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Wind energy and wildlife research at the Forest and Rangeland Ecosystem Science Center

November 14, 2011

The United States has embarked on a goal to increase electricity generation from clean, renewable sources by 2012. Towards this end, wind energy is emerging as a widely distributed form of renewable energy throughout the country. The national goal is for energy from wind to supply 20 percent of the country's electricity by 2030. As with many land uses, trade-offs exist between costs and benefits. New wind developments are occurring rapidly in parts of the United States, often leaving little time for evaluation of potential site-specific effects. These developments are known to affect wildlife, directly from fatality due to collision with the infrastructure and indirectly from loss of habitat and migration routes. The Department of the Interior, in particular, is challenged to balance energy development on public lands and also to conserve fish and wildlife. The Secretary of the Interior has proposed a number of initiatives to encourage responsible development of renewable energy. These initiatives are especially important in the western United States where large amounts of land are being developed or evaluated for wind farms.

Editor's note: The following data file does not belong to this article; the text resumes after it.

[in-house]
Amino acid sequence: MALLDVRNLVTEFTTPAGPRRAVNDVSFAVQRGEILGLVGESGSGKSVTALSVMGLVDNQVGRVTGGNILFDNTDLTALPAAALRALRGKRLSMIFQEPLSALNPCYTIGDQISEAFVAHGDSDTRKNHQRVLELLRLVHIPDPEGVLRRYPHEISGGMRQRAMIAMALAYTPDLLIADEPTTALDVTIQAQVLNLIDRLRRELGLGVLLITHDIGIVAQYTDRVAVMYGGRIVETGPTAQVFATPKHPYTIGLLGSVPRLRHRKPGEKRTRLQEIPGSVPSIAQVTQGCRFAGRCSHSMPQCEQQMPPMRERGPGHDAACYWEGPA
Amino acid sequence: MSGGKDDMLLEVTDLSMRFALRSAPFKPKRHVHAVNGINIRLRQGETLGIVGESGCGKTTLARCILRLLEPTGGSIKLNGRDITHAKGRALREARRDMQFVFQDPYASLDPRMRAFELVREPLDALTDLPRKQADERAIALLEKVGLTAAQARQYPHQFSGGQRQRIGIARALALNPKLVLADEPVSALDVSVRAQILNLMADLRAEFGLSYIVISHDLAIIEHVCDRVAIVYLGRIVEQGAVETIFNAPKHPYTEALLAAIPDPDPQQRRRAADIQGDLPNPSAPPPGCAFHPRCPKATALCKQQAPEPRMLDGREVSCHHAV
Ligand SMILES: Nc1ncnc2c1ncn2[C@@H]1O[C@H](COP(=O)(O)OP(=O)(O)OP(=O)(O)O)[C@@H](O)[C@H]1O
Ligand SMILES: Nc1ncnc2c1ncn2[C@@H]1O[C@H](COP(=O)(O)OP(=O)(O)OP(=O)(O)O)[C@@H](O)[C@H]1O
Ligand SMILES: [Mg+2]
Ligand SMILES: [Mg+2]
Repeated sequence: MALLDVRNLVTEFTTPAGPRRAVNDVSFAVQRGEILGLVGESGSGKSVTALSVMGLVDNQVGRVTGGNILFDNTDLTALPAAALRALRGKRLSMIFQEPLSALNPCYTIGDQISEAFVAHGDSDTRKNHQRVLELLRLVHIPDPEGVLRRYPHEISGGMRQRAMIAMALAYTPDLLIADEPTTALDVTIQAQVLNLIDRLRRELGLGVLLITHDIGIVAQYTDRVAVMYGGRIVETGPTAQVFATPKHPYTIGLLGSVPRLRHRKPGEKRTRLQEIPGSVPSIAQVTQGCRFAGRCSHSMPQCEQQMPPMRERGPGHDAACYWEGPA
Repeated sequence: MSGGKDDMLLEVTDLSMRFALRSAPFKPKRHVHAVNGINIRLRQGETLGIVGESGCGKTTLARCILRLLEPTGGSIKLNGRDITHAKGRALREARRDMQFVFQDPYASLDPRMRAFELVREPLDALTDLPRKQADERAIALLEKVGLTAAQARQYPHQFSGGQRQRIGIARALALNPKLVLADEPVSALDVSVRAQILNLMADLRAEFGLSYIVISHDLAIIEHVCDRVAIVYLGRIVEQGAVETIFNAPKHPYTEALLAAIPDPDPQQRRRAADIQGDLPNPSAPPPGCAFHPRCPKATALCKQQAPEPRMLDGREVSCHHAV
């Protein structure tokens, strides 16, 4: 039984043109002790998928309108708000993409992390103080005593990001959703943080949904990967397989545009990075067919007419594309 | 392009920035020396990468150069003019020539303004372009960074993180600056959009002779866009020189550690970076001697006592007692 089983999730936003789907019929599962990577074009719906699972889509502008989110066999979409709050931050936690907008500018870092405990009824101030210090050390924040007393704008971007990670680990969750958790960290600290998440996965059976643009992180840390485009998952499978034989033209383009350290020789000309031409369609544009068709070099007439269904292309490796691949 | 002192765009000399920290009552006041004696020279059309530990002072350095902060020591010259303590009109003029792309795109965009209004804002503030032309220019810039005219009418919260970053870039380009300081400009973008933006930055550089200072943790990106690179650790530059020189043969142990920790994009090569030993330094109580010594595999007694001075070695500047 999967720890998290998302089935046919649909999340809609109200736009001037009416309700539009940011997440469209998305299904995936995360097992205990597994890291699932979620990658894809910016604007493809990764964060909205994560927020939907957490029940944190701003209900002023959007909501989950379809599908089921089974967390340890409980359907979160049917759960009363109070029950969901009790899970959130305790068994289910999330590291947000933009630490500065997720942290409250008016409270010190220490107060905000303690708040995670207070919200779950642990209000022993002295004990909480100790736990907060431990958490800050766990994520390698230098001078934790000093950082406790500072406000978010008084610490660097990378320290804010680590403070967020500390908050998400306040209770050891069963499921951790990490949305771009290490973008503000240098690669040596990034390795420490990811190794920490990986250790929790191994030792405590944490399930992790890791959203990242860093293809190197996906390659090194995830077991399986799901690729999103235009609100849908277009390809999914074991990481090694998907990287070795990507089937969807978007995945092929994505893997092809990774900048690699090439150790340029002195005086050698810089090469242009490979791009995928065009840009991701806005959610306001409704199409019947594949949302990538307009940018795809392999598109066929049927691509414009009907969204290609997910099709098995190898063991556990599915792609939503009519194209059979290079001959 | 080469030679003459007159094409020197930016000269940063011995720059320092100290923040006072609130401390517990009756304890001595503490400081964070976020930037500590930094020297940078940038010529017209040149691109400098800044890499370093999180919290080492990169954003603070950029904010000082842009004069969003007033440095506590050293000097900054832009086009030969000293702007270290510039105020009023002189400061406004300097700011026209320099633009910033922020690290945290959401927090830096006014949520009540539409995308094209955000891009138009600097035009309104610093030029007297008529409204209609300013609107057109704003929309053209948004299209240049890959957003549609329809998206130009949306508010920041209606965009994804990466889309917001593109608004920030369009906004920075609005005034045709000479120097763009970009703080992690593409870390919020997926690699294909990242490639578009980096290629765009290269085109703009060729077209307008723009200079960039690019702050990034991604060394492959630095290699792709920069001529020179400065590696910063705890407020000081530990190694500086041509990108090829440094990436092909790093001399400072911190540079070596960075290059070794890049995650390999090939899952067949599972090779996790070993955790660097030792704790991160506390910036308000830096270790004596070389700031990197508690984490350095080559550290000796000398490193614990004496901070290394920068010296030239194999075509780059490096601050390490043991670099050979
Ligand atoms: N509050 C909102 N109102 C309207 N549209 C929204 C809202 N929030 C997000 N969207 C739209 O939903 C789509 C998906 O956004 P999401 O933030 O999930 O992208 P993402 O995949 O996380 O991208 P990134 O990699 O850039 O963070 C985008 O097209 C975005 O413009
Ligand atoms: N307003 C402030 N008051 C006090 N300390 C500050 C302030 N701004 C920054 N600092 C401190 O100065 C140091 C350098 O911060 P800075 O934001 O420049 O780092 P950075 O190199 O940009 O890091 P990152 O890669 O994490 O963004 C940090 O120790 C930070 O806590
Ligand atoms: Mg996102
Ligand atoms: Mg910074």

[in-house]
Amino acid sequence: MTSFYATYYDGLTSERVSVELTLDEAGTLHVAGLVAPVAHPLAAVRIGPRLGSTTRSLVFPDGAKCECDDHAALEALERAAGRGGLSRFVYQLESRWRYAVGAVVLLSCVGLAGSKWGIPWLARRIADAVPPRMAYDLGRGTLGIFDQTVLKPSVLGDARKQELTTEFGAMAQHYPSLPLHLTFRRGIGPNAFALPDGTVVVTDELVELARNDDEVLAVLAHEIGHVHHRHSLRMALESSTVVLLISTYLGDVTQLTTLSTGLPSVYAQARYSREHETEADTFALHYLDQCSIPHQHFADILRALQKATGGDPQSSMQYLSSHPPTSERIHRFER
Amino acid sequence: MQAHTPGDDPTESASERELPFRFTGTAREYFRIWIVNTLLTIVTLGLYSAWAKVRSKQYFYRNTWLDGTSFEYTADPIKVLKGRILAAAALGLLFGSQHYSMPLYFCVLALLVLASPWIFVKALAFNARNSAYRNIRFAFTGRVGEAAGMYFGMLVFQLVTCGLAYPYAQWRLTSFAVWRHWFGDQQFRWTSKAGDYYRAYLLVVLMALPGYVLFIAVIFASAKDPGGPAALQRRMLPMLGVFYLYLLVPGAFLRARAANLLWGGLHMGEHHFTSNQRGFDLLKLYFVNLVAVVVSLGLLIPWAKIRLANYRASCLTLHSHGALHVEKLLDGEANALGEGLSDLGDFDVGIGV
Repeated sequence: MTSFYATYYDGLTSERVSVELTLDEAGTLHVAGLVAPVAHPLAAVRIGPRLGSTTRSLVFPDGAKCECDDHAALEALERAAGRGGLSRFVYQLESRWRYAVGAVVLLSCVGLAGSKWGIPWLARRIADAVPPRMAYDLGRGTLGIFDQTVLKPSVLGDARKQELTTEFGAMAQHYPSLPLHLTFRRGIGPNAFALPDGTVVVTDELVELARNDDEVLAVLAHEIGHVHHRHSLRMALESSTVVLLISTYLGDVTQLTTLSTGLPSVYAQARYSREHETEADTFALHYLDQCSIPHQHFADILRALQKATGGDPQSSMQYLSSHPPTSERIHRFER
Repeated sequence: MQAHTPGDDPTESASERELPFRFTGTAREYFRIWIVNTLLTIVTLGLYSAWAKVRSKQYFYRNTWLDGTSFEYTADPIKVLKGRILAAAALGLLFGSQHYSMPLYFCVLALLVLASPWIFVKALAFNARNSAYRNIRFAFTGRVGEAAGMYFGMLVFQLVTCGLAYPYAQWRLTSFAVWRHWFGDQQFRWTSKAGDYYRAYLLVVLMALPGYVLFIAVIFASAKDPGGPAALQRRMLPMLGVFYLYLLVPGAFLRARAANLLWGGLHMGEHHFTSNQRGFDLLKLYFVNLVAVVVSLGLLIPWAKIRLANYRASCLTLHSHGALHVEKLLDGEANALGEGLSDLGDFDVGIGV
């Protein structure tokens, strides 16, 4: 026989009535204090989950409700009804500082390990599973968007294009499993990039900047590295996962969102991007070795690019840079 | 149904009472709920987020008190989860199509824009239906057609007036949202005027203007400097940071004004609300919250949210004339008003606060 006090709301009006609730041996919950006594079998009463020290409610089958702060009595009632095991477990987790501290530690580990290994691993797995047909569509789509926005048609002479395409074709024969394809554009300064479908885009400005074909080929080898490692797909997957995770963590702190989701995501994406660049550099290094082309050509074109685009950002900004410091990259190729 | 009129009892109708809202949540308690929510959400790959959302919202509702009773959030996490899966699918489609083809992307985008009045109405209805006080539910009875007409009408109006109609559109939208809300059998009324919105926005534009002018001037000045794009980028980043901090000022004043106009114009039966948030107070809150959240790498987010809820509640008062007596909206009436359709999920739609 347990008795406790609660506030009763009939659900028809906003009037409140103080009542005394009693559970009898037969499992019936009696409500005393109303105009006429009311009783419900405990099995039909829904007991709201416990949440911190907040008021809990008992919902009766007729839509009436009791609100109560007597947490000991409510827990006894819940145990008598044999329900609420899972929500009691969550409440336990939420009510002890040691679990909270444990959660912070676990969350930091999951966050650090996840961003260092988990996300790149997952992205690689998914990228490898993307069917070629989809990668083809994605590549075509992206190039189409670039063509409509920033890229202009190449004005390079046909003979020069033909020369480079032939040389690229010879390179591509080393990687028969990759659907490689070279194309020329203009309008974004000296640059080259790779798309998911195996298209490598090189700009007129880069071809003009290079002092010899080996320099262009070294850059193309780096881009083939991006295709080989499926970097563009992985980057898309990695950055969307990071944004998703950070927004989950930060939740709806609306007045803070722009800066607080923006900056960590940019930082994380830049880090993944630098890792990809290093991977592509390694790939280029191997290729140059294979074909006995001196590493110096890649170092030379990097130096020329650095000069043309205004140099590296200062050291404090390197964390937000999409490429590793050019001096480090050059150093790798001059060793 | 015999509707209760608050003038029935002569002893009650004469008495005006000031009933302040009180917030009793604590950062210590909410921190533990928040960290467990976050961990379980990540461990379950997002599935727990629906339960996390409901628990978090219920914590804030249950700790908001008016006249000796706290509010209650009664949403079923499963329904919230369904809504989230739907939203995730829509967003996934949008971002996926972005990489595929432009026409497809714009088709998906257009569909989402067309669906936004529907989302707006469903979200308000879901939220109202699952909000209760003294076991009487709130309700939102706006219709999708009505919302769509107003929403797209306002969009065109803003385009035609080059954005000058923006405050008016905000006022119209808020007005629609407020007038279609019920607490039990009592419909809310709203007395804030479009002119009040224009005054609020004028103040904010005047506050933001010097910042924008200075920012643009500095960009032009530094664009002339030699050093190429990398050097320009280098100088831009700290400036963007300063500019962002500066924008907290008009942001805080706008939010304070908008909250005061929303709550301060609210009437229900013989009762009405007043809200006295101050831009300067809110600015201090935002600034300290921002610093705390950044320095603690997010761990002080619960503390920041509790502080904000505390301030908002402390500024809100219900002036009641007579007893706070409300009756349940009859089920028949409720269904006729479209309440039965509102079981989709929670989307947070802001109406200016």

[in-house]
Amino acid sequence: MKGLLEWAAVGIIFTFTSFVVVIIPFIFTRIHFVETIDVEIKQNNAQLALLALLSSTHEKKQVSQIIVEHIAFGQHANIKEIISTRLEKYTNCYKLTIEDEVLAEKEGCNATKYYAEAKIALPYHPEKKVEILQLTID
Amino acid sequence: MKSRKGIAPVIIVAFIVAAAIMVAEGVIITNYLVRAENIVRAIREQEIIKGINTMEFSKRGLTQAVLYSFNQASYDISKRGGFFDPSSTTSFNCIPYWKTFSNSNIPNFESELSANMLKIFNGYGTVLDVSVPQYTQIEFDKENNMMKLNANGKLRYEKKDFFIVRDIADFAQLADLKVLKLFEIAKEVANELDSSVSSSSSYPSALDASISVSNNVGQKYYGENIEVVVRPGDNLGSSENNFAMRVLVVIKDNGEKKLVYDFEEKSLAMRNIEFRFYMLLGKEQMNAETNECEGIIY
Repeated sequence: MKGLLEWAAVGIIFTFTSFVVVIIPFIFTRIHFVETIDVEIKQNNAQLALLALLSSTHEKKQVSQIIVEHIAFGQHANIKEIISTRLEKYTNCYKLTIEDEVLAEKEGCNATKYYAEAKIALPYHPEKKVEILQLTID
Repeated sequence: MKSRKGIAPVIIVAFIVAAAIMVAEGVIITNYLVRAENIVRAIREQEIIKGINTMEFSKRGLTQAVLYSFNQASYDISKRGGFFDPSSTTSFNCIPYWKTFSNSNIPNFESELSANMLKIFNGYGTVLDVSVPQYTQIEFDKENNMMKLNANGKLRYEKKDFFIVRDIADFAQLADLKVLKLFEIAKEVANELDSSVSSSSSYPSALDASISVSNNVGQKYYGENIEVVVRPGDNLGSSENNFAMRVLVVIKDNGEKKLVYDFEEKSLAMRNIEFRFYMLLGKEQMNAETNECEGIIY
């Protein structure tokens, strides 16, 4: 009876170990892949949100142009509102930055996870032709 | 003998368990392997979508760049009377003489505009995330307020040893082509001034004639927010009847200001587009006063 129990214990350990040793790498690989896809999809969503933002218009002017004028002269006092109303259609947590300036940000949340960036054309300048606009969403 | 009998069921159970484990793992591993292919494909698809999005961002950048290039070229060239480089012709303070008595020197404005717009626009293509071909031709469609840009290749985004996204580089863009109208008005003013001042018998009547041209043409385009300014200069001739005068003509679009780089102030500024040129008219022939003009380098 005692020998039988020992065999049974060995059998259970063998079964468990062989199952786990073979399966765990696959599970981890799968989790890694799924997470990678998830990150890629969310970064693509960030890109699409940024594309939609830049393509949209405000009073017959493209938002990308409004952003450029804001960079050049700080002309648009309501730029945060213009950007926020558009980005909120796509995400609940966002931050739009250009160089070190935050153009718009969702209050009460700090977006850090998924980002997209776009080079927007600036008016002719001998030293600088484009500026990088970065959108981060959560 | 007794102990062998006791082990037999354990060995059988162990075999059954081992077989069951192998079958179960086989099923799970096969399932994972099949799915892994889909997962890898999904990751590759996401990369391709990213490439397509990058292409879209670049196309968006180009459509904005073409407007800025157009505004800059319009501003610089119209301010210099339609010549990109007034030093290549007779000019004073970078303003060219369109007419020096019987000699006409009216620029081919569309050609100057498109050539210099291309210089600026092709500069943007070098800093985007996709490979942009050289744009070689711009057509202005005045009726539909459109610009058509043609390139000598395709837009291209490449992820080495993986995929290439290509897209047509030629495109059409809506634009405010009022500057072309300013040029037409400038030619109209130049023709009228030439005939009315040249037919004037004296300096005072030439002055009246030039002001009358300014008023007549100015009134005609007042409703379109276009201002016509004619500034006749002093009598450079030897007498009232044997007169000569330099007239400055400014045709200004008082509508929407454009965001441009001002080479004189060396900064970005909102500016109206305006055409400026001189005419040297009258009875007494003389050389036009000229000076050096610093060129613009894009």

Citation Information

Publication Year 2011
Title Wind energy and wildlife research at the Forest and Rangeland Ecosystem Science Center
DOI 10.3133/fs20113134
Authors Susan L. Phillips
Publication Type Report
Publication Subtype USGS Numbered Series
Series Title Fact Sheet
Series Number 2011-3134
Index ID fs20113134
Record Source USGS Publications Warehouse
USGS Organization Forest and Rangeland Ecosystem Science Center